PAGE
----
Δημοσίευση στις 2019/3/23 στο PubMed: https://www.ncbi.nlm.nih.gov/pubmed/30900378
Magkas N, Tsioufis C, Thomopoulos C, Dilaveris P, Georgiopoulos G, Sanidas E, Papademetriou V, Tousoulis D.
Orthostatic hypotension (OH), that is blood pressure fall when standing from the supine to the erect position, is a common cardiovascular disorder, highly prevalent in elderly and frail individuals and in patients with multiple comorbidities. Orthostatic hypotension is considered a manifestation of dysfunction of the autonomic nervous system, caused or facilitated by several neurological or non-neurological diseases and conditions, while its clinical significance is increasingly recognized as a cause of impairment of quality of life and potentially of worse outcomes. Indeed, OH has been extensively studied and numerous prospective cohort studies support its association with adverse events, including coronary artery disease, heart failure, stroke, cognitive dysfunction, and, most importantly, mortality rates. Specific pharmacological and non-pharmacological interventions have been established for the treatment of OH. However, randomized data evaluating the impact of therapeutic interventions on morbidity and mortality outcomes are lacking. Thus, despite that OH seems to have important prognostic implications indicated by several reported associations with adverse events, it remains unclear whether OH treatment could improve prognosis. In the present review, we discuss the clinical applications associated with ΟΗ by outlining the current perspectives on ΟΗ definition, diagnosis, pathophysiology, prognostic role, and treatment.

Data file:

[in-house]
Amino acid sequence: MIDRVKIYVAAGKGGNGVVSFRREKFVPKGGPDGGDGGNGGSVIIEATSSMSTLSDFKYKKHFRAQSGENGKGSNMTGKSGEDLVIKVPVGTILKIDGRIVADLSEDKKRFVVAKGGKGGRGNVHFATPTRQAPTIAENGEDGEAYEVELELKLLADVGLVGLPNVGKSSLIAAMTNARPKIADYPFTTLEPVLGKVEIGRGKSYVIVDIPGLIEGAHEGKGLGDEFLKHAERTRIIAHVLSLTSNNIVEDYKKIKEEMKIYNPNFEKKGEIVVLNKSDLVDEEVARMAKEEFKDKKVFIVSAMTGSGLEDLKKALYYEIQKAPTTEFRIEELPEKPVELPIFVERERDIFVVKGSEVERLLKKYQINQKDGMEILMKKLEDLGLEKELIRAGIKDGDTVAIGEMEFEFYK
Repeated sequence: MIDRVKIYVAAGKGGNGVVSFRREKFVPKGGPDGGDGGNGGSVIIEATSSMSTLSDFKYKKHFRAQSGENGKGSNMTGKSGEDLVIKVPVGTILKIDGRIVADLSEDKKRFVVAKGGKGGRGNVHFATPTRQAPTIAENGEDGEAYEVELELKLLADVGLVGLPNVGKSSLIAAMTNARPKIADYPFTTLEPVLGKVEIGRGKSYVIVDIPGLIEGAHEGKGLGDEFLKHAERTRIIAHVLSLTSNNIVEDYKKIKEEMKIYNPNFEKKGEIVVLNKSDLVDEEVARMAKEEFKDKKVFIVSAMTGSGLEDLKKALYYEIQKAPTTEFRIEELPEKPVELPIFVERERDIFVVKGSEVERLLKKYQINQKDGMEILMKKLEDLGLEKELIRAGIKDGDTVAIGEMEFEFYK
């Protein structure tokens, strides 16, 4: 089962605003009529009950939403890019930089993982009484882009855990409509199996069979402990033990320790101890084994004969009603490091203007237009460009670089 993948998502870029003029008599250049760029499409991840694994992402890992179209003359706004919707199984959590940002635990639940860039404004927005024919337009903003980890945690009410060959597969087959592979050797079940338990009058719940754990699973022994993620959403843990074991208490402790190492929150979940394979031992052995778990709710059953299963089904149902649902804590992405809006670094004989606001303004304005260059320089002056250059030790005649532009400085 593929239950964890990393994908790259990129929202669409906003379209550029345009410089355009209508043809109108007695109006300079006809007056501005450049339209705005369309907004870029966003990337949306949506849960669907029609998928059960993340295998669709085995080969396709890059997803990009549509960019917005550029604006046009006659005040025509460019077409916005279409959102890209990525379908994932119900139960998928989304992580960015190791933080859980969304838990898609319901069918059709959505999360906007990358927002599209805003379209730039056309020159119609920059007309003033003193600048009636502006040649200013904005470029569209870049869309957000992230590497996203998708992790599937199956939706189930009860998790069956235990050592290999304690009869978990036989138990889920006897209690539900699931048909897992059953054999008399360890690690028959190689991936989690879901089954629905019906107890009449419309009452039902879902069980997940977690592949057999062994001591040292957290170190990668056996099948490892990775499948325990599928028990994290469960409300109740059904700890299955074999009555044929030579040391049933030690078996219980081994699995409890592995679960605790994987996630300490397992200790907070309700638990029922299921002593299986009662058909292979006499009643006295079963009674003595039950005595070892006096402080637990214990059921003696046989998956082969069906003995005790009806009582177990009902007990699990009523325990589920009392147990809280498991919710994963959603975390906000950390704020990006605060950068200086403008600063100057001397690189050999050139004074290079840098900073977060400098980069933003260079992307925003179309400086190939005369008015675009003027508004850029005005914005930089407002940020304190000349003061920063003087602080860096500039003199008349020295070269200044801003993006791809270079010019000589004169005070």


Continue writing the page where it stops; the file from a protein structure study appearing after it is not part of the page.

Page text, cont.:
©2019 Wiley Periodicals, Inc.